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Catalan leader calls for talks with new Spain PM

Barcelona .-  Catalonia’s separatist president Quim Torra called on Saturday for talks with Spain’s new prime minister as the Catalan regional executive was sworn in at an emotional ceremony full of pro-independence symbolism.

The swearing-in will automatically bring an end to Madrid’s direct rule over the wealthy, northeastern region imposed in October after a failed bid to break from Spain.

“Prime Minister Pedro Sanchez, let’s talk, let’s address this issue, let’s take risks, you and us,” Torra said, just minutes after Sanchez himself was sworn in Madrid.

Sanchez takes office after ousting veteran conservative leader Mariano Rajoy from power in a no-confidence vote on Friday.

“We need to sit down at the same table and negotiate, government to government,” Torra said. “This situation we’re going through cannot go on for even one more day.”

Sanchez, a 46-year-old economist who as opposition leader was sharply critical of Catalonia’s secession bid, has promised to try to “build bridges” with the region’s new government which is still determined to work towards independence.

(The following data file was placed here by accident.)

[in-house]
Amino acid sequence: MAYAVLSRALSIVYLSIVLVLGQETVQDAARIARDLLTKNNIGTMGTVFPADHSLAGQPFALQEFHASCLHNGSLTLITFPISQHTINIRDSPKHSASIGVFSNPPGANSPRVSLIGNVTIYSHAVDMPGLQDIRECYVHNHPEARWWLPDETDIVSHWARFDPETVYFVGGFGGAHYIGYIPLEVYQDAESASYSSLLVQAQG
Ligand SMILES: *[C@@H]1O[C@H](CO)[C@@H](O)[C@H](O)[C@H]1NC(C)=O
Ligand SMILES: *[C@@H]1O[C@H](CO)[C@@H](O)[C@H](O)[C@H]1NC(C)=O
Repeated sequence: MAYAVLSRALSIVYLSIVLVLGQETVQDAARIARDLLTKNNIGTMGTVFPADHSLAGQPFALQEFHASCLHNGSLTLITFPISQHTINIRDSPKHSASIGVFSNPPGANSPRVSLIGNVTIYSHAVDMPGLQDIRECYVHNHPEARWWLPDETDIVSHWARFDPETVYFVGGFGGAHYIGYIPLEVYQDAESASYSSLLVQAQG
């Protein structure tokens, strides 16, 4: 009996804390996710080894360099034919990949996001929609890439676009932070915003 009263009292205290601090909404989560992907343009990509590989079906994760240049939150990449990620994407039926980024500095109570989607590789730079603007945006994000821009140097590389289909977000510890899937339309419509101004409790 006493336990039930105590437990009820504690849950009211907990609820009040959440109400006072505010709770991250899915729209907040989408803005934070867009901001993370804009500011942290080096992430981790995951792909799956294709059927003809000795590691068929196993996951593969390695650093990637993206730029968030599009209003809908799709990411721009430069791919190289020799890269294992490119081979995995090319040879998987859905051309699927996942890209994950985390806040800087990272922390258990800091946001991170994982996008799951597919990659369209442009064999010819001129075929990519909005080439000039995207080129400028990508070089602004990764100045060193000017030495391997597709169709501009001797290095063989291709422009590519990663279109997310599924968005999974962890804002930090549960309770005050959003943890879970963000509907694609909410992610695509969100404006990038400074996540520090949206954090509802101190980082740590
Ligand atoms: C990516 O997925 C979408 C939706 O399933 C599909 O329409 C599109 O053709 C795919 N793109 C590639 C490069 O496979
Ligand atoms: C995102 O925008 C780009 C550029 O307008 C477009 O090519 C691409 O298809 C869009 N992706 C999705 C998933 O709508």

Torra’s call for talks came as his hand-picked 13 councillors took oath in the regional presidency in Barcelona — some of them wearing yellow, the colour that has come to symbolise the separatist cause.

“Do you promise to faithfully fulfil the duties of the post you’re taking on at the service of Catalonia in accordance with the law and with loyalty to Catalonia’s regional president?”, Torra asked each one.

“Yes I promise,” they responded to strong applause.

An empty chair with a yellow ribbon stood in the chamber to represent Catalan separatists who are in jail over their role in last autumn’s independence push and those like ousted Catalan leader Carles Puigdemont who fled abroad.

Letters were read out by loved ones of those affected, during a ceremony that saw several onlookers break down in tears.

The swearing-in ends months of political limbo in the northeastern region after the independence bid last October caused Spain’s biggest political crisis in decades.

Under the terms of emergency legislation brought in to take over the Catalan administration, Madrid must lift direct rule once a Catalan government is fully formed and cabinet members are sworn in.

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